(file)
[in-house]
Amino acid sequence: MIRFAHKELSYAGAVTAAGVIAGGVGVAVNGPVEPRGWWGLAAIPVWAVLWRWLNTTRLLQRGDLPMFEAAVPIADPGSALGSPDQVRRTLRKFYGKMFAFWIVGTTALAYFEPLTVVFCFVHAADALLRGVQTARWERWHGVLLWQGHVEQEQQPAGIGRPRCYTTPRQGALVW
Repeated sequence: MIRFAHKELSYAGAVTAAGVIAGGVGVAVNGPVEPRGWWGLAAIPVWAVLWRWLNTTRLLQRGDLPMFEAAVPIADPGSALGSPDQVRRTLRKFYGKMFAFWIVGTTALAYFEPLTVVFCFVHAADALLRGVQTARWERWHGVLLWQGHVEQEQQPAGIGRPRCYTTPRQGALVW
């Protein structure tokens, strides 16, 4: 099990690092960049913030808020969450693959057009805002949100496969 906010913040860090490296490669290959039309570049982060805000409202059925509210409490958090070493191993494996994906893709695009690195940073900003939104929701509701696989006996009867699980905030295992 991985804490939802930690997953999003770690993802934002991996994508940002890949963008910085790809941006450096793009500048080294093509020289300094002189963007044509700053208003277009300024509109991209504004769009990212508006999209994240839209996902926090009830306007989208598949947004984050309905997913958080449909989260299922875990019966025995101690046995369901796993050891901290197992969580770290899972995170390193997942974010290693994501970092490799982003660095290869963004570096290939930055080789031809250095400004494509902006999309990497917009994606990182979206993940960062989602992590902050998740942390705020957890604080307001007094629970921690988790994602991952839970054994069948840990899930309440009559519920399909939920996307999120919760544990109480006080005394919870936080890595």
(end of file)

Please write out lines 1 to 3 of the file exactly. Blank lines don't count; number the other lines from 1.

[in-house]
Amino acid sequence: MIRFAHKELSYAGAVTAAGVIAGGVGVAVNGPVEPRGWWGLAAIPVWAVLWRWLNTTRLLQRGDLPMFEAAVPIADPGSALGSPDQVRRTLRKFYGKMFAFWIVGTTALAYFEPLTVVFCFVHAADALLRGVQTARWERWHGVLLWQGHVEQEQQPAGIGRPRCYTTPRQGALVW
Repeated sequence: MIRFAHKELSYAGAVTAAGVIAGGVGVAVNGPVEPRGWWGLAAIPVWAVLWRWLNTTRLLQRGDLPMFEAAVPIADPGSALGSPDQVRRTLRKFYGKMFAFWIVGTTALAYFEPLTVVFCFVHAADALLRGVQTARWERWHGVLLWQGHVEQEQQPAGIGRPRCYTTPRQGALVW